Forget about Tom Hanks’s overplayed giant piano scene from Big—Canada is where real novelty instrumentation is thriving today. Case in point: a video of “Le piano vivant,” or “Living Piano,” an interactive public installation engineered by TFO (the French-language public cultural and educational television network of Ontario) and marketing agency Lowe Roche.

Also called “The Living Opera Organ,” the giant instrument is a foot-operated keyboard with twelve keys. But stepping on these keys doesn’t produce the usual tones—instead, a different opera singer is assigned to each pitch, belting it out when the tune calls upon them.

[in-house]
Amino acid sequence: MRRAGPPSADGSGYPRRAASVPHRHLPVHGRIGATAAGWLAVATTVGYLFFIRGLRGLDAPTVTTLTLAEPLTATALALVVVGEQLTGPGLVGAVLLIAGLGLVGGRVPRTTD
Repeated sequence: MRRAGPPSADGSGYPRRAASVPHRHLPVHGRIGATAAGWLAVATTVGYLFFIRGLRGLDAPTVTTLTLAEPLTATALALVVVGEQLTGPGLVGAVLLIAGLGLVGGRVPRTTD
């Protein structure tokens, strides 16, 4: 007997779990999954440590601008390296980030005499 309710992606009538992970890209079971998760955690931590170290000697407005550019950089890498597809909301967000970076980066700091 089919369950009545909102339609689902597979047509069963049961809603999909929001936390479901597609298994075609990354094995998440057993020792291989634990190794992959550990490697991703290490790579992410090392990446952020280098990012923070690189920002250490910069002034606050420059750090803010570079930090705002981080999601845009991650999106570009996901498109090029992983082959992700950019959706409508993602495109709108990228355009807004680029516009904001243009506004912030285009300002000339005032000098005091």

Delighted observers and even some dogs all seem to have a blast on this nifty, crowd-pleasing device, and the singers are admirably stoic as cogs in a larger, if human, machine. The conductor also plays a recognizable aria from the opera Carmen and instructs other participants in creating vocal harmonies.

TFO, which is “the only public television station in Ontario that features opera as a part of their weekly programming” brought the project about in collaboration with the Festival d’Opéra de Québec in order to introduce the not-exceedingly-popular art form to people who might otherwise not experience it. But those kids are bound to be disappointed when they find out that, in the actual show, they’re not a part of the orchestra, and stomping is generally discouraged.

Photo by Marcio Mesquita/Flickr